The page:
The Acapella Campanile Loudspeakers
Uncrating, Unpacking, and Setup

Crates #2 and #3.
The Campaniles are shipped from Germany in 3 wooden crates:

1. A small (approximately: 1ft x 1ft x 1.5 ft, 60-70 lbs.) crate containing both tweeters

2. A large squat crate (approximately: 5 - 6 ft wide x 3 - 4 ft deep x 4 - 5 ft tall, 300 - 400 lbs.) containing the middle section (horn) units, manuals, brochures, parts, covers)

3. A large tall crate (approximately: 3 ft wide x 4 feet deep x 5 ft tall, approximately 700 lbs.) containing all 4 woofer units in their own cardboard boxes.

Crate #1 containing the tweeters.

Crate #2 with the top off.
Opening crate #2

Option 1:

a. Undo all screws in the top and lift the top off of the crate.
b. Undo screws in the central area of sides 1 and 3 (the long sides which are the only sides that have any screws in the central area of the crate) and lift out the following parts:
1. The top screws attach to a substantial piece of wood that holds the manual and the horns in place
2. the bottom screws attach to a less substantial piece of wood that holds down the speaker covers underneath the manuals
c. Undo screws all along the bottom of all 4 sides and lift all 4 sides as one unit off the crate. The horn units are now exposed and can be lifted up off the crate after using scissors to cut away some packing tape holding them down to their bed of foam

Crate #2 overhead view.
Option 2:

a. Undo all the screws in all sides of the crate, both at the bottom and in the sides themselves and lift off the crate top including its sides all as one unit

We have used and will continue to use option 1, as it is easier to see what is happening and one can directly observe if the unit is packed slightly differently than as described above.

Opening crate #3

a. Remove all the screws in both sides which are opposite each other and are the only ones that have screws to remove. It is actually possible to now remove the top and 2 remaining sides as one unit up off the crate

b. Remove the top speaker box that is lying on it's side top of the other 3 (which are standing up normally)

c. Remove the other speakers boxes.

The midrange units in their many layers of saran wrap (cellophane).

A woofer unit immediately after removal from its box.
1. Unpacking the woofer units is done using the common methodology:
a. Open the 'top'
b. Carefully turn over the box until it is upside down
c. Pull the box up off the speaker

Note that the speaker boxes and units are labeled: Unten (meaning 'down' or 'under') and Oben ('above' or 'over'). Google has a German to English translator that was quite useful at:

Close up of the horn rim padding.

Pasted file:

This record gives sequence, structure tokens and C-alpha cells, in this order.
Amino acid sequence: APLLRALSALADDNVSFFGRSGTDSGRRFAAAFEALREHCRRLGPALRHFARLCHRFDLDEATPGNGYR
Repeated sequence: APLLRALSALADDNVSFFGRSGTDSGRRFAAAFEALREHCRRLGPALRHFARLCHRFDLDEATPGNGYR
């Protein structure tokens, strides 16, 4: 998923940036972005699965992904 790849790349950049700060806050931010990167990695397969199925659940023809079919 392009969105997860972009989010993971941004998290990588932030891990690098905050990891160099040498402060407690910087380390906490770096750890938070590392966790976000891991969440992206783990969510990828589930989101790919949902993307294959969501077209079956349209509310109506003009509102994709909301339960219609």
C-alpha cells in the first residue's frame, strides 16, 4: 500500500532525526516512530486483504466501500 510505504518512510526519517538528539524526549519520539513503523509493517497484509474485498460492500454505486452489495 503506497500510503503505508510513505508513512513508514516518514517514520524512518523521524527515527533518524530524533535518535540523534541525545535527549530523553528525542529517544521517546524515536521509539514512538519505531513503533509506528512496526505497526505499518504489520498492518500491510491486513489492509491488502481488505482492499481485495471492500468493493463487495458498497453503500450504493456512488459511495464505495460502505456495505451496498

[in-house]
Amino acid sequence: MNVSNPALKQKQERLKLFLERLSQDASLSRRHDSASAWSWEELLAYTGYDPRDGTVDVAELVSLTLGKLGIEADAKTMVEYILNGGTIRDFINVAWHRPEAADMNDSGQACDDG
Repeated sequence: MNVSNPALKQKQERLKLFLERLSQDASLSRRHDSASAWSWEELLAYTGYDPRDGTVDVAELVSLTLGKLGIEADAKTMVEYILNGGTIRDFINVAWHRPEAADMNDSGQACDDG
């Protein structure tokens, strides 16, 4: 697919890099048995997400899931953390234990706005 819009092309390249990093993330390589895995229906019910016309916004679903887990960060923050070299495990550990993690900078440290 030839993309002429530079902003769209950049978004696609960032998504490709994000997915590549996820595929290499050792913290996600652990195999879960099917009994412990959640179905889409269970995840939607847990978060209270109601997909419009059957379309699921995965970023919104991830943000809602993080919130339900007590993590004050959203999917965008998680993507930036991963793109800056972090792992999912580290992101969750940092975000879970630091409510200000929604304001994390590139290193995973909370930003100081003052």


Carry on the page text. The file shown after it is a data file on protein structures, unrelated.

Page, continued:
The horn rim padding after removal from the horn
We are keeping these around for when we want to move the Campaniles in the future.

The (white) box of screws to hold the tops and bottom units to the middle
unit and (dealers only) a box of extra tubes for the tweeter amplifiers.

The opened box of tweeters.
The tweeters weigh about 25-30lbs each, the box about 10 lbs. This is a nice packing job. We are keeping the box and packing material for transporting the tweeters in the future.

The power cord(s) are in the box beneath the tweeters.
The only way I found to get the tweeters out was to force my fingers into the foam next to the tweeter itself, and pull up hard on the small ridge/lip around its edge.

The power cords 'male' connector is of European style (even though the tweeter is set to run at 110 volts). We had to go to the hardware store to buy an adapter (Neli did not want me to 'hack'/cut the cord and physically remove the European male and replace it with an American one).

The diagram on the inside of the back panel of the midrange units.

With the back panel off, the speaker connectors and the back of the tweeter unit.
The speaker connection points are robust and support spades and banana connectors.

A tweeter connector is supplied with and comes already connected to the midrange unit crossover.

The tweeter is located about 12 - 16 inches from the back of the speaker so one has to reach around and inside the speaker to toggle the tweeter reset (automatic /manual) switch.

In preparation for the final lift of the top bass unit on top of the stack.
The top and bottom bass units are, we estimate, about 175 lbs. for the High Campanile (Campanile Plus) - which is probably about 65 - 75 lbs. heavier than that for the ordinary Campanile.

We took a 3 stage approach to getting these up on top of the midrange unit. The first 2 were relatively easy. The last stage required 2 strong people to push up using their palms similar to a barbell overhead press with 2 other people guiding the speaker, making sure it did not tip over.

Another, untried approach, might be to assemble the top unit to the midrange unit, and lift the pair onto the top of the bottom unit. Heavier, yes, but the lower height required for the lift is more within the power/strength curve of the average person.

Note that the midrange unit weighs more on one side than another. This:

1. causes the entire speaker to 'lean' a bit on thickly padded carpet

2. makes it a little awkward to lift the midrange unit.

There be Campaniles here!
Final Notes:

The cords are not 'polarized' in any visible way that I could ascertain. We had trouble with one of the tweeters not coming on when supplied power. When I pulled the plug out and turned it around, it came on immediately. Coincidence? Perhaps.

An electric screw driver is HIGHLY recommended.

A sharp pair of scissors is HIGHLY recommended.



email: mike&
Copyright (c) Audio Federation, Inc.
April, 2002